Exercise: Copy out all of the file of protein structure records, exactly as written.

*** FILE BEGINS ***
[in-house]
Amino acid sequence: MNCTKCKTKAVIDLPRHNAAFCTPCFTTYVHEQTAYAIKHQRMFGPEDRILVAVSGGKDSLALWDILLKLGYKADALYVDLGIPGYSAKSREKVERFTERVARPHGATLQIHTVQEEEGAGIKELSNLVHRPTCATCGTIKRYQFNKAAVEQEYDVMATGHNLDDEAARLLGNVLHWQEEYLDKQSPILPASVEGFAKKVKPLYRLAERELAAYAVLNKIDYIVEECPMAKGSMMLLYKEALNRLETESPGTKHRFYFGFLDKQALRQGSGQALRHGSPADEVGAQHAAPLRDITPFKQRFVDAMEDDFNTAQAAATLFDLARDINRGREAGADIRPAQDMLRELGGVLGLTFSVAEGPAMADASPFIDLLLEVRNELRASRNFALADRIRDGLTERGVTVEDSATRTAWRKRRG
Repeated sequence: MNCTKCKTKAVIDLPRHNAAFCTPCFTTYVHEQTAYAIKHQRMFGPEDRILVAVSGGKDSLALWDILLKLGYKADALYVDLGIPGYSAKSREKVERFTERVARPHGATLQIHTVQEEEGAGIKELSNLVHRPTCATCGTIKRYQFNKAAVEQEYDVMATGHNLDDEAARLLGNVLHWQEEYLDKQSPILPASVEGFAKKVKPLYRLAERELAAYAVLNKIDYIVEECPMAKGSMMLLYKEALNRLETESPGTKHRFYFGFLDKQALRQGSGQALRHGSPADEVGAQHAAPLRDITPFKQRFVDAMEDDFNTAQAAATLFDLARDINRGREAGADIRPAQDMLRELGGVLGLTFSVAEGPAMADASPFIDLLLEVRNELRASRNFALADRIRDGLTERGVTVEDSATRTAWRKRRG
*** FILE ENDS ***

[in-house]
Amino acid sequence: MNCTKCKTKAVIDLPRHNAAFCTPCFTTYVHEQTAYAIKHQRMFGPEDRILVAVSGGKDSLALWDILLKLGYKADALYVDLGIPGYSAKSREKVERFTERVARPHGATLQIHTVQEEEGAGIKELSNLVHRPTCATCGTIKRYQFNKAAVEQEYDVMATGHNLDDEAARLLGNVLHWQEEYLDKQSPILPASVEGFAKKVKPLYRLAERELAAYAVLNKIDYIVEECPMAKGSMMLLYKEALNRLETESPGTKHRFYFGFLDKQALRQGSGQALRHGSPADEVGAQHAAPLRDITPFKQRFVDAMEDDFNTAQAAATLFDLARDINRGREAGADIRPAQDMLRELGGVLGLTFSVAEGPAMADASPFIDLLLEVRNELRASRNFALADRIRDGLTERGVTVEDSATRTAWRKRRG
Repeated sequence: MNCTKCKTKAVIDLPRHNAAFCTPCFTTYVHEQTAYAIKHQRMFGPEDRILVAVSGGKDSLALWDILLKLGYKADALYVDLGIPGYSAKSREKVERFTERVARPHGATLQIHTVQEEEGAGIKELSNLVHRPTCATCGTIKRYQFNKAAVEQEYDVMATGHNLDDEAARLLGNVLHWQEEYLDKQSPILPASVEGFAKKVKPLYRLAERELAAYAVLNKIDYIVEECPMAKGSMMLLYKEALNRLETESPGTKHRFYFGFLDKQALRQGSGQALRHGSPADEVGAQHAAPLRDITPFKQRFVDAMEDDFNTAQAAATLFDLARDINRGREAGADIRPAQDMLRELGGVLGLTFSVAEGPAMADASPFIDLLLEVRNELRASRNFALADRIRDGLTERGVTVEDSATRTAWRKRRG